Ex-US Ranger Lieutenant Colonel (retired) Dave Grossman has done some excellent research on how people in wars come to kill other people. His site on this and on the related issue of preventing violence by veterans of wars who have been trained to kill is at:
His rigorously researched book is called ‘On Killing: The Psychological Cost of Learning to Kill in War and in Society. It is a book about the real origins of much combat post traumatic stress disorder. Prior to the 1950s, only about 20% of infantrymen would kill someone else, in close combat, even to save their own lives. Frustrated by this, militaries starting in the US, turned to behaviorist psychology and by training shooting reflexes, helped overcome human resistance to kill in basic infant training. This has had enormous human cost, when veterans return to civilian life and there was no associated de-programming, or understanding of the conditioning they had received by the soldiers concerned, leading to extensive substance abuse, violent anti-social behavior and large scale failure to adapt. He also indicts violent video games and TV movies for exacerbating this killing instinct.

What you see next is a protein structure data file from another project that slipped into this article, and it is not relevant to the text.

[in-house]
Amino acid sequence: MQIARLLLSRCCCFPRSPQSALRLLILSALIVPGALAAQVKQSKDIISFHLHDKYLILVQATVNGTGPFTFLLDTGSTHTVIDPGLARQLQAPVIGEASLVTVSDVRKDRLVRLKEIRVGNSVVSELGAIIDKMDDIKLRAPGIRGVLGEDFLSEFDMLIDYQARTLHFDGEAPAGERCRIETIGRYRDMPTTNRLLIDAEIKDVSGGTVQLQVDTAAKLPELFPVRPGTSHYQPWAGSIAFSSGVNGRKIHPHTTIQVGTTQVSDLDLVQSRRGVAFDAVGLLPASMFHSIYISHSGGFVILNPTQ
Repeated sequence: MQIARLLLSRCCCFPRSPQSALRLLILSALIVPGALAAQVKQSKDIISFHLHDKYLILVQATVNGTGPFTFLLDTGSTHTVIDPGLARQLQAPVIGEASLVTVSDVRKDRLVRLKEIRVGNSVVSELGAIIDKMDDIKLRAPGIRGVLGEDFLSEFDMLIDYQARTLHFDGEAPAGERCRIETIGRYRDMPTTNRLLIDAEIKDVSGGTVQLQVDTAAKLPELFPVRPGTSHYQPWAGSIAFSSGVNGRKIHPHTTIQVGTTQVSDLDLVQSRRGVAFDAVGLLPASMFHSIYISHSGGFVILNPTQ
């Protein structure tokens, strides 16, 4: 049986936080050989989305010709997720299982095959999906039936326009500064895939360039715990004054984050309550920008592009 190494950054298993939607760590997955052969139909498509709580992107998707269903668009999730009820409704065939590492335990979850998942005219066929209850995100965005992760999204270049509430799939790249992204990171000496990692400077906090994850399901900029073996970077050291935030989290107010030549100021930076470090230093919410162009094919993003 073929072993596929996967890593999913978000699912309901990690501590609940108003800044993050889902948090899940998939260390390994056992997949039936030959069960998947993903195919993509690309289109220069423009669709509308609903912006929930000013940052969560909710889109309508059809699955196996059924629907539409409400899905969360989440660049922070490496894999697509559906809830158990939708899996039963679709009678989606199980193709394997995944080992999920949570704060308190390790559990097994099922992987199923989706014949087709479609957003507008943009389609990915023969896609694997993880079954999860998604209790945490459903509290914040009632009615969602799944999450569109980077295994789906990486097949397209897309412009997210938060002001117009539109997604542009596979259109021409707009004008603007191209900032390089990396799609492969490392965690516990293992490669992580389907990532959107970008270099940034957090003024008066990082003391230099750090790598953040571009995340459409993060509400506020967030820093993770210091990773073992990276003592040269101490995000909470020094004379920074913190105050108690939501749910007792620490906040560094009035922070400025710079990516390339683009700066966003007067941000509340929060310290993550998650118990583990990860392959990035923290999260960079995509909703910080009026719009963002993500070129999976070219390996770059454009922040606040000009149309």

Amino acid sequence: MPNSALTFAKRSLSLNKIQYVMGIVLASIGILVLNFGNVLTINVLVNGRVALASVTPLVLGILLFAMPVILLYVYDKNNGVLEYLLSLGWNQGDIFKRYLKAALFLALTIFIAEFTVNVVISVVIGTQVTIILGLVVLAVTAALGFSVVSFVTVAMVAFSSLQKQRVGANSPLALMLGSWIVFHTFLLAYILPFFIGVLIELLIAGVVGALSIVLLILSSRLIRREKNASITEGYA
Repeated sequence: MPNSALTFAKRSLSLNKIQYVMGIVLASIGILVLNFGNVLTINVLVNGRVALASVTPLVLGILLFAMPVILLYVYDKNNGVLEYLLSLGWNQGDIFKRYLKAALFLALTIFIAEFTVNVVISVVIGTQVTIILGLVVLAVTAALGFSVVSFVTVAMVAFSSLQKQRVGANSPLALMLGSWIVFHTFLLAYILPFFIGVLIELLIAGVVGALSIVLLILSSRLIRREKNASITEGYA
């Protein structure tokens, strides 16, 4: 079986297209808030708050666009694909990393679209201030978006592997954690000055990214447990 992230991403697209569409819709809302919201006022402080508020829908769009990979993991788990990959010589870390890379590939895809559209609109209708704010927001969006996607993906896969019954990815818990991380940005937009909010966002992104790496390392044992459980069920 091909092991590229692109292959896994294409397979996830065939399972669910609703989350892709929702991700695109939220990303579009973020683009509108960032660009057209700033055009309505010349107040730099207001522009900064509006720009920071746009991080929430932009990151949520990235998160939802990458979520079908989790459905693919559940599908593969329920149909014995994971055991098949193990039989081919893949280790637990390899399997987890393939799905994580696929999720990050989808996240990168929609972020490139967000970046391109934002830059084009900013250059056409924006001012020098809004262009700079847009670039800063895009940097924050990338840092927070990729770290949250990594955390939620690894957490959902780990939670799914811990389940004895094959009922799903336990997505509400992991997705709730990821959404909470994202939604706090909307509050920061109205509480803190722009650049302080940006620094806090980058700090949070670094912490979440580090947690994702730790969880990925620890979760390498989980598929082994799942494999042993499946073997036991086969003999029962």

The US Military are beginning to act on his findings. Meanwhile in the UK, for instance, a significant proportion (up to 10%) of the prison population are ex-military veterans and there is little understanding of this issue.
This is Dave briefing US soldiers on his findings and their implications. His argument is not about the need for nations to defend themselves or soldiers to have to kill. It is about how we train and then un-train them for this role: